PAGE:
Toynbee Hole

It has been several months since I have been for a walk around the Brick Lane area so this 'hole' on Wentworth Street, as the result of the demolition of much of the Toynbee Hall estate was quite a dramatic surprise to me.

Toynbee Hall was the creation of Samuel and Henrietta Barnett, who between them and Octavia Hill managed to create housing and services for the poor of Whitechapel in Victorian England. Toynbee Hall (1883) was a 'university settlement' which was designed to house students from Oxford and Cambridge who would live and work in the area supporting educational and social welfare schemes for the residents. A famous alumni of their programme was Clement Atlee, who as Prime Minister after the Second World War was responsible for introducing much of Britain's welfare state.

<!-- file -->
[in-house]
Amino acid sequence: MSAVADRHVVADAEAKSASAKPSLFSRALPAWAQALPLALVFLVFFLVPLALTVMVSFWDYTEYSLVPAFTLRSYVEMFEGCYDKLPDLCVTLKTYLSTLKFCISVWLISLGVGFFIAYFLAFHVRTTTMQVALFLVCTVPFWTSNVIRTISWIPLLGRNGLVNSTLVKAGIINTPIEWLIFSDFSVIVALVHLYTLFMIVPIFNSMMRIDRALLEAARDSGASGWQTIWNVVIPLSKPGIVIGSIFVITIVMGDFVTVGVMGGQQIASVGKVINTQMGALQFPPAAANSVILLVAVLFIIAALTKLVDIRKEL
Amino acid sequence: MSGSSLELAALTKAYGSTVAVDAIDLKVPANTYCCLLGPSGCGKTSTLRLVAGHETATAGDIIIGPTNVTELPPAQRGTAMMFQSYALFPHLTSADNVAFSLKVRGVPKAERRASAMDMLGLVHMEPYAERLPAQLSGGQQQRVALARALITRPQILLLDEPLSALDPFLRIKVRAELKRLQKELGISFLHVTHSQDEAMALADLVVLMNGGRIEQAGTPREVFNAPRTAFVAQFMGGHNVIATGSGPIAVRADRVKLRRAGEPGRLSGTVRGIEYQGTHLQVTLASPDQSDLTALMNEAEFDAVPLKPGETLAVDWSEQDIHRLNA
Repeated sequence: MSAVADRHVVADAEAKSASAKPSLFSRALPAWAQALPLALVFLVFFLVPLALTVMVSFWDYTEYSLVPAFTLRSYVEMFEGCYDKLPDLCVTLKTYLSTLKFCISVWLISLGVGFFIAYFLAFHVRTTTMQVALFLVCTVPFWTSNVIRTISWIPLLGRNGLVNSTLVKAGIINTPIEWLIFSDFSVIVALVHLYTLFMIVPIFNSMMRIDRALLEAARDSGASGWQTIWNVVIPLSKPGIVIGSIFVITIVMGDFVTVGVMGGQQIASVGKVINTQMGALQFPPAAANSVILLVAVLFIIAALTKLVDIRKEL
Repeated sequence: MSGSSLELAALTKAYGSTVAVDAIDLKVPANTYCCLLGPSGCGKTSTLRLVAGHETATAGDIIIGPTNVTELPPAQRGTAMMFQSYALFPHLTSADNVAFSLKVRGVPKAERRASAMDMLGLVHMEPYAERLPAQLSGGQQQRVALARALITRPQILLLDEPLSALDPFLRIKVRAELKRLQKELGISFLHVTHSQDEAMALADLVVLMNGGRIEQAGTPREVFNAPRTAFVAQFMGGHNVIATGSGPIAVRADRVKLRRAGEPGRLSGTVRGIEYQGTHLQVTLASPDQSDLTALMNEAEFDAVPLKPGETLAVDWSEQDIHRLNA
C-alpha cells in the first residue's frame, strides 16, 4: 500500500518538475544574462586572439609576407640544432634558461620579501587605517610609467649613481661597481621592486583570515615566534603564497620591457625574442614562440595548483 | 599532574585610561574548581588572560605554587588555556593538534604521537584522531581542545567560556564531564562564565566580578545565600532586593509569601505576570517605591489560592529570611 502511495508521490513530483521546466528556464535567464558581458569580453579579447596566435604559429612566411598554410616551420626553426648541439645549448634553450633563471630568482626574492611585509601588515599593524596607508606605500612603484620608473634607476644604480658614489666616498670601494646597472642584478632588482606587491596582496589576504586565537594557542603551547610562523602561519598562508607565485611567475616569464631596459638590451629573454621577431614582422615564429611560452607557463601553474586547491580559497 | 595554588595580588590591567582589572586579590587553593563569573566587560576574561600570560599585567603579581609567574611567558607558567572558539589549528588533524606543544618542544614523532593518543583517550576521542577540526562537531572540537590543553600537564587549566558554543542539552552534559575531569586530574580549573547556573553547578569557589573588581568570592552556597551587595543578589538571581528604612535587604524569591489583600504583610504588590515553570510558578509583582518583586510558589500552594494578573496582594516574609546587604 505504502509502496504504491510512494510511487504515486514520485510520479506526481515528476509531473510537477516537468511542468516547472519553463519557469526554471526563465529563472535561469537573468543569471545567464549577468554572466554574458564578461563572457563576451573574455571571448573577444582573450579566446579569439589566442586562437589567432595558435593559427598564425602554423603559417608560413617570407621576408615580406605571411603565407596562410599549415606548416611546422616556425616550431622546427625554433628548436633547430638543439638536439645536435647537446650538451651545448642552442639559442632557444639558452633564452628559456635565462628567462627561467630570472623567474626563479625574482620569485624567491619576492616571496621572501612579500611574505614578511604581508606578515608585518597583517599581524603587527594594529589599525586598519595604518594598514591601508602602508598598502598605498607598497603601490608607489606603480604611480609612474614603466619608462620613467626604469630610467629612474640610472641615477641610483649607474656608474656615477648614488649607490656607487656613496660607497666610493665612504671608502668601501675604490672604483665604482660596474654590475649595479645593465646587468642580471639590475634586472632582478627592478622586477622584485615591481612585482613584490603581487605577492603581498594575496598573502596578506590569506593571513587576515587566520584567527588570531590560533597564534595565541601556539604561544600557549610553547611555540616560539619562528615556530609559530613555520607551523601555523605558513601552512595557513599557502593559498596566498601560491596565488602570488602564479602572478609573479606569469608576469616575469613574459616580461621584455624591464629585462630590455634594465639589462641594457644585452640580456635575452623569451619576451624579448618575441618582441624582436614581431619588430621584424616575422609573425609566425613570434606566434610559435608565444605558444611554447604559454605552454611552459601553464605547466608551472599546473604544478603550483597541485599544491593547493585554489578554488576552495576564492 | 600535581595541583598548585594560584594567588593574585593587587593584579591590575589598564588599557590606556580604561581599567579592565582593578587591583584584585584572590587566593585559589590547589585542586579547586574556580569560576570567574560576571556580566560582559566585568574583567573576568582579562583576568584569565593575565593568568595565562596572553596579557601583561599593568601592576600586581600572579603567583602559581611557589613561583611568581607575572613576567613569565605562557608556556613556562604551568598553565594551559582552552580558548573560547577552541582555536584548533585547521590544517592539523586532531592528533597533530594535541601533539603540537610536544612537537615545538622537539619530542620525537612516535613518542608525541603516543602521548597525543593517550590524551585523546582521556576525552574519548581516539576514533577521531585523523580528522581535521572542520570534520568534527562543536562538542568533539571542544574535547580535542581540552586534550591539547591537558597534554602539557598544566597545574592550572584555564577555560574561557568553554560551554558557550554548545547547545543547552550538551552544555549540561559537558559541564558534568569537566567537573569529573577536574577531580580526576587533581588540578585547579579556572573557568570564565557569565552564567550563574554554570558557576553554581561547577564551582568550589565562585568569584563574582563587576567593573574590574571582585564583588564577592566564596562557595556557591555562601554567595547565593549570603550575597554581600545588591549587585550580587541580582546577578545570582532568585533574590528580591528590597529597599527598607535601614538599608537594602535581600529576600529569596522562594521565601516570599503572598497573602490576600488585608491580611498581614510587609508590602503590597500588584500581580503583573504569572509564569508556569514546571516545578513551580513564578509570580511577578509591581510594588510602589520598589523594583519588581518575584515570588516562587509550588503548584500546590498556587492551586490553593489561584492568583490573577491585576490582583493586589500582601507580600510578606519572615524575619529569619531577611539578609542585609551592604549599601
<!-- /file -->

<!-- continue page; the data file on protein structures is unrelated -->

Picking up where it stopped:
In later years the site expanded to include much social housing. This first started in 1887 with the building you see on the left of the frame, College Buildings. This is now Grade II listed (unlike the more modern housing which has been demolished) and the designs for the multistory development being built includes the incorporation of the delicate Arts and Crafts facade.

Much of the modern estate had not very much to recommend it and I am sure there will be mixed views about the glass and steel structure which will line Wentworth Street and Commercial Street. However, I will be sad to see one of the more lyrical views at the corner of Gunthorpe Street disappear. 

I have harboured the fantasy for years that if one steps through the door of this shop you will be transported to another kingdom based on your dreams. A bit like an urban Narnia. I only hope the cobbled street will remain as it is one of the few in the area.